Get Healthy. Get Organized. Live life to the fullest. These were the three most common New Year’s Resolutions of 2017. This year, we want to challenge people to add something new to their 2018 goals: Read More.
Podcast Episode 7: Speaking Up Without Talking Down with Paul Kassel and Ruth Spiro
Gillian and Kristin (@kbrynteson) talk with NIU’s Dean of the College of Visual and Performing Arts Paul Kassel about the importance of performance in communicating science. Next, Ruth Spiro joins us to talk about communicating complex science ideas to young children through her Baby Loves Science books.
Quick Pick: The Salt Line by Holly Goddard Jones
If you look through STEM Read’s official selections, you can see that we’re suckers for books with gnarly diseases. Louis Sachar’s Fuzzy Mud, Lex Thomas’ Quarantine, and James Dashner’s The Maze Runner are some of our favorites. If you also love a good pandemic story, then Holly Goddard Jones’ The Salt Line is right up your alley.
Podcast Episode 6: Doodling and Daydreaming with Rhonda Robinson and Tom Lichtenheld
On this episode of the STEM Read podcast, hosts Gillian King-Cargile (@gkingcargile) and Kristin Brynteson (@kbrynteson) chat with visual literacy expert Dr. Rhonda Robinson (Northern Illinois University-College of Education) and author/illustrator Tom Lichtenheld (Cloudette, Duck! Rabbit!, Goodnight, Goodnight, Construction Site).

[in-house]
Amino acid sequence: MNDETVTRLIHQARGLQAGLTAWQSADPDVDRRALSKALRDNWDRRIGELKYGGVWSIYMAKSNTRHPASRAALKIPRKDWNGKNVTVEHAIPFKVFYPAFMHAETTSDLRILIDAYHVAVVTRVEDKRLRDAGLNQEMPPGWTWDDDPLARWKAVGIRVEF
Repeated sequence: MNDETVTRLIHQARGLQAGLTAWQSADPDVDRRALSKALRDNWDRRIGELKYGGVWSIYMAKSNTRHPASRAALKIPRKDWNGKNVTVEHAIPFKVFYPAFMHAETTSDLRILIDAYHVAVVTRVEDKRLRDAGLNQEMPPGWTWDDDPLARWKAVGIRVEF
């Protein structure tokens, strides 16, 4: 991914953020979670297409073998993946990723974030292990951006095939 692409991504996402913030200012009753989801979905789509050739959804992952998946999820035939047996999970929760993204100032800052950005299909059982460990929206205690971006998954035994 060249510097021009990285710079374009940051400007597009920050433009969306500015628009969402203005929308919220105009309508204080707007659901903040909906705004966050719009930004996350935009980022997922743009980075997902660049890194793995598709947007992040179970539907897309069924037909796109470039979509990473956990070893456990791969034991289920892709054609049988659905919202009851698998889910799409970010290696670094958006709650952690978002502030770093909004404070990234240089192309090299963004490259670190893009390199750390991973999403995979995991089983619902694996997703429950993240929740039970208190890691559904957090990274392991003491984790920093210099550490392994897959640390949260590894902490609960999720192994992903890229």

Hot and STEAM-Y: Fantasy as a Vehicle for STEM
Science Fiction and Fantasy tend to be grouped together as genres despite being different ideas. Conceptually, both genres take place in another world, but the worlds of these genres are based on different foundations.
Hot and STEAM-Y: How Goodreads’ Reading Challenge Can Help Improve Literacy
Get Healthy. Get Organized. Live life to the fullest. These were the three most common New Year’s Resolutions of 2017. This year, we want to challenge people to add something new to their 2018 goals: Read More.
Podcast Episode 5: The Rise of F*ck with Melissa Wright and M.C. Atwood
This episode of the STEM Read podcast contains strong language and a strong message.
Quick Pick: Railhead by Philip Reeve
If you love a good train heist mixed with a bit of hierarchical class war, sprinkled with androids, and topped off with sentient space trains (yes, sentient space trains) then Railhead by Carnegie-medal-winning author Philip Reeve is one you need to read.